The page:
televiseddebate

Thursday 26th March saw the first of the Leaders’ Debates in the run up to the 2015 General Election, with both David Cameron and Ed Miliband receiving a grilling from Kay Burley and Jeremy Paxman respectively. Twitter exploded during the questionings, with the usual accusations of bias on both the presenters’ parts. Yet some of the comments were surprising, the strangest being an accusation that David Cameron has had botox, a criticism that is not what we would usually expect from the quizzing of our current Prime Minister. So how did we go from wondering how David Cameron is going to save the economy, to wondering whether he’s had botox?

Political debates in the run up to General Elections are fairly new to this country, with the first one taking place between the leaders of the three main political parties (then Conservative, Liberal Democrat and Labour) in the run up to the 2010 Election. You may even remember some of the catchphrases to come out of them, such as Gordon Brown’s infamous ‘I agree with Nick’. It was generally acknowledged that Gordon Brown had won the debates on substance, but Nick Clegg won the debates on style and as a result, the Liberal Democrats experienced a massive surge in support, going on to lead the country in a Lib Con Coalition Government. But can appearance really make such a difference when it comes to campaign trails?

While new to this country, televised debates have been happening in the United States for the past 55 years. The first, in 1960, came about when the then Vice President, Richard Nixon challenged the relatively unknown John F Kennedy to a debate. As one of the first Catholics to run for Presidency on a major party ticket, and with one hardly remarkable term in Senate, John F Kennedy was clearly the underdog. Heavy and thorough preparations countered his inexperience, and people who had exclusively listened to the televised debates pronounced the two leaders more or less equal, or indeed Nixon the victor. However, Kennedy won over a healthy portion of the 70 million television viewers. But how?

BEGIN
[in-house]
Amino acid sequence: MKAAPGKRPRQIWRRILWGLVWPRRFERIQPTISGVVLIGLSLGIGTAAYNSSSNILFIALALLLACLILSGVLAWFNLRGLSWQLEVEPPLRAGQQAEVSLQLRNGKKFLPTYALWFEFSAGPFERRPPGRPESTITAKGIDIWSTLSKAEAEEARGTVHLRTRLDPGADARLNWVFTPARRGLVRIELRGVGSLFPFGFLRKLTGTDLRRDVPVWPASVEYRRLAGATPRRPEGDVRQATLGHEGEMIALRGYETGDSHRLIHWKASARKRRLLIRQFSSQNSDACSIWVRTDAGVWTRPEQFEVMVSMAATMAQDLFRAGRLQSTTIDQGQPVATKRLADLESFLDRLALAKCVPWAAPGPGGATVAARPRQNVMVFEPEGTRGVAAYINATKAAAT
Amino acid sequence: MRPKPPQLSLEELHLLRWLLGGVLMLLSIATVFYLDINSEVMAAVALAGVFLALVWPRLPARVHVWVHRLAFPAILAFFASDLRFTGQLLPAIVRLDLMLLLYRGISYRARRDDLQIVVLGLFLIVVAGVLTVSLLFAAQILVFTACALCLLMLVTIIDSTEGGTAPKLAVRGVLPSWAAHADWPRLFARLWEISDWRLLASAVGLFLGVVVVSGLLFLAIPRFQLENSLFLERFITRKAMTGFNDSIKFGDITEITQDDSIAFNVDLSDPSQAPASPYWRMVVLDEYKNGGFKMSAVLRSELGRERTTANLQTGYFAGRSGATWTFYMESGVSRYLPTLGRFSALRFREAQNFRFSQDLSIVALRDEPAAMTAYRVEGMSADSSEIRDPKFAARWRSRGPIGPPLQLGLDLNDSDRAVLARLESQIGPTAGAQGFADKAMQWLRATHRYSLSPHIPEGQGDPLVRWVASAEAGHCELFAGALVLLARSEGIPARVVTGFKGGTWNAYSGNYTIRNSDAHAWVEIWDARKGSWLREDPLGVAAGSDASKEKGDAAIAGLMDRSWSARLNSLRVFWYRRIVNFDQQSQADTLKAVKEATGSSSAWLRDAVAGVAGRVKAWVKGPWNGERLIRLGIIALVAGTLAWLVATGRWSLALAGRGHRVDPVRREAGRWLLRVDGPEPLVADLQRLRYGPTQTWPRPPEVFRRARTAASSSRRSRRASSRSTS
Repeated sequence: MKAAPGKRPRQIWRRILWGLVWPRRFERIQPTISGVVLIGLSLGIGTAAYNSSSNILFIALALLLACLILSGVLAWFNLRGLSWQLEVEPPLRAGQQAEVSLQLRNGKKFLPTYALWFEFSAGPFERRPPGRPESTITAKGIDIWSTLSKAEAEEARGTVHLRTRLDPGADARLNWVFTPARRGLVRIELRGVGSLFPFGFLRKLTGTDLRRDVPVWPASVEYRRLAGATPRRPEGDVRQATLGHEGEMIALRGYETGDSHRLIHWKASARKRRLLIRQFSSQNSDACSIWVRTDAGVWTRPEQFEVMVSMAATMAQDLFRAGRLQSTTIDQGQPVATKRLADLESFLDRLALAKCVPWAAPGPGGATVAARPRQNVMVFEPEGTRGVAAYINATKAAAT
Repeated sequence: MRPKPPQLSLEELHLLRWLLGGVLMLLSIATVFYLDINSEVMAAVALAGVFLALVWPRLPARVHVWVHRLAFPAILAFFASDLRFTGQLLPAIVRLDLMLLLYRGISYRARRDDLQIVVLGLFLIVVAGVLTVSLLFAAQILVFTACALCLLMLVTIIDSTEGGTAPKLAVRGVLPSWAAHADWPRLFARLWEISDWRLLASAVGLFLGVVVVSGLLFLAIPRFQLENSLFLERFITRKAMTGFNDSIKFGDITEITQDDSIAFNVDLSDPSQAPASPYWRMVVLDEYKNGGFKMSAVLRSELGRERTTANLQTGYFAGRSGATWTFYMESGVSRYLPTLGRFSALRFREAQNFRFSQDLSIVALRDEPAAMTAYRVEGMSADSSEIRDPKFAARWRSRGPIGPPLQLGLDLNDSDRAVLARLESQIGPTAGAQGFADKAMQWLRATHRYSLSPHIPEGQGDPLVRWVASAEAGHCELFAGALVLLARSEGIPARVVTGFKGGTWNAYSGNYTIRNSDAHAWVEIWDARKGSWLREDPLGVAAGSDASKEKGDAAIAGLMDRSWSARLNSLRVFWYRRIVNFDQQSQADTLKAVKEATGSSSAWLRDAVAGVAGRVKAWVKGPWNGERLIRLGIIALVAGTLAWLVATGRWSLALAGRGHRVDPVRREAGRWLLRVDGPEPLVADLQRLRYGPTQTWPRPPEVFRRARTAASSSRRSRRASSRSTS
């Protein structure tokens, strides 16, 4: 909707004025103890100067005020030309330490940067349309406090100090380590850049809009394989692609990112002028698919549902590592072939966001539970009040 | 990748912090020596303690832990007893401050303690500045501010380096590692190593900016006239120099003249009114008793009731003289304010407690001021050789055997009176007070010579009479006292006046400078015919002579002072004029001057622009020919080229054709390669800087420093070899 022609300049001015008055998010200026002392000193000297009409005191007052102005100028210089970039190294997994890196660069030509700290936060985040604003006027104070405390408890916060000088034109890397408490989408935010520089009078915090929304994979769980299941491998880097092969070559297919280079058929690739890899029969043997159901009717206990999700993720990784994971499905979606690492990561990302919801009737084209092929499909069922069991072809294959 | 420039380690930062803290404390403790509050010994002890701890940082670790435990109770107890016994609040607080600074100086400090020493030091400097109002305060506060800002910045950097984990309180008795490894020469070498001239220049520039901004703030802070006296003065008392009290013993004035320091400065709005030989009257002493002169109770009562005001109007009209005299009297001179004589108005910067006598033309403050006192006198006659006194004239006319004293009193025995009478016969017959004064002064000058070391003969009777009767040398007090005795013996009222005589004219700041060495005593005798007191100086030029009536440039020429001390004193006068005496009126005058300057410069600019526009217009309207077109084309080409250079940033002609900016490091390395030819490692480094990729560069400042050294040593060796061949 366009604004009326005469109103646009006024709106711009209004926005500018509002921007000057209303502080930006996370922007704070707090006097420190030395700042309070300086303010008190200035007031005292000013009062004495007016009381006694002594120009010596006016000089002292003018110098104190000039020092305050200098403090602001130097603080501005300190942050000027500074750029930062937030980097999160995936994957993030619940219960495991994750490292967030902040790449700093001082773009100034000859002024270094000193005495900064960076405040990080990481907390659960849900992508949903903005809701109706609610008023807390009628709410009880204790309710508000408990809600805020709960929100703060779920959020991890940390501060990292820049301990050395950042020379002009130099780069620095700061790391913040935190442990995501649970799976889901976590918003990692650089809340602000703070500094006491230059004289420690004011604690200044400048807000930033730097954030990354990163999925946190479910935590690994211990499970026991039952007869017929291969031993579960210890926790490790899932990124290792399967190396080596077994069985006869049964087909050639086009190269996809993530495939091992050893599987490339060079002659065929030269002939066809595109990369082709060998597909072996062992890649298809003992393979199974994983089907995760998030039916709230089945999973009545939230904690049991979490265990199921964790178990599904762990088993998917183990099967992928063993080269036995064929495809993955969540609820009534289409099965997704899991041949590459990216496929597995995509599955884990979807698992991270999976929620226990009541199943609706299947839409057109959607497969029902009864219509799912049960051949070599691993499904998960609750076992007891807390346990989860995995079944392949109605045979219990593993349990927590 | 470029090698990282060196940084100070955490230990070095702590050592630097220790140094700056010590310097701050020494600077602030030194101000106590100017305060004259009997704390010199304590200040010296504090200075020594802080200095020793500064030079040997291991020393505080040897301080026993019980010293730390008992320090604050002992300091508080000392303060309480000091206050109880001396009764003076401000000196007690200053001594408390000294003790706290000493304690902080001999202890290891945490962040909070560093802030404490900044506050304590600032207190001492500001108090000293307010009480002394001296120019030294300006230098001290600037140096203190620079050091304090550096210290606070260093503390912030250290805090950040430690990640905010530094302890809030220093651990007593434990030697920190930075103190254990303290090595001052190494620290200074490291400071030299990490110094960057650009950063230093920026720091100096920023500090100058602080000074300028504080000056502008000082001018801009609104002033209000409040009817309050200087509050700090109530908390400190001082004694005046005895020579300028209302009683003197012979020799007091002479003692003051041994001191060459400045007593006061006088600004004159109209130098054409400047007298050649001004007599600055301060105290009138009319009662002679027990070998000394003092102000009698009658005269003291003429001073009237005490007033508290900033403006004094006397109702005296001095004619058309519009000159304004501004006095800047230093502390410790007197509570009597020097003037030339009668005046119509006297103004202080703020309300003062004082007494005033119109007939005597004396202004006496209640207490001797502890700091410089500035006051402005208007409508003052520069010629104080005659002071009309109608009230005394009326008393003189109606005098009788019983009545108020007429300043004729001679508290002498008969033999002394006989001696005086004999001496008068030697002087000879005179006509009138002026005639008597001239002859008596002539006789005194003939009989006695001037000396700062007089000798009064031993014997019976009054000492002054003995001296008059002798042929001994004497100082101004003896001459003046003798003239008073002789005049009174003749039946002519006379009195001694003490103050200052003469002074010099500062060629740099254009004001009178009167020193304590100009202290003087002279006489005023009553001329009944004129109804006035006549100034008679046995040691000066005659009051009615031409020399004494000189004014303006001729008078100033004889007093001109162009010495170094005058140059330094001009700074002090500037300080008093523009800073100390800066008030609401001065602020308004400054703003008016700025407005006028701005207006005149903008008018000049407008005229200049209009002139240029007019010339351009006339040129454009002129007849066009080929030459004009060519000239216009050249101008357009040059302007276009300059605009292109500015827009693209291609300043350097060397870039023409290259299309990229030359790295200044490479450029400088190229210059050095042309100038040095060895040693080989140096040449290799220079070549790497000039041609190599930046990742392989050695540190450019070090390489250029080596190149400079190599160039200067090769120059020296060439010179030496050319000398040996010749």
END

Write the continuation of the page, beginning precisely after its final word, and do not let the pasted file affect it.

Television was a new medium for politicians in the mid 20th century, and they were still working out how to use it to its best advantage. Kennedy talked straight to the camera, creating an intimate connection between himself and each and every viewer. Weeks of outdoor campaigning (and post broadcast whispers of cosmetics) meant he was tanned and healthy, in comparison to Nixon who had been in poor health, and in looking at the reporters who asked him the questions, came across as unintentionally shifty. The result of the 1960 election is legendary, with Kennedy winning 49.7% of the popular vote. A remarkable 50% of voters said that they had been influenced by the television debates.

While polls show that there is somewhat of a political inertia when it comes to the voting habits of Millenials (only 50% of eligible people aged 18 – 29 actually voted in 2012), the televised debates pull in more viewers than the biggest television programmes, with viewing figures for the 2010 debates peaking at 10.3 million. Thursday’s figures had yet to be released at the time we wrote this post, but it remains to be seen just what impact the debates will have on the Election results.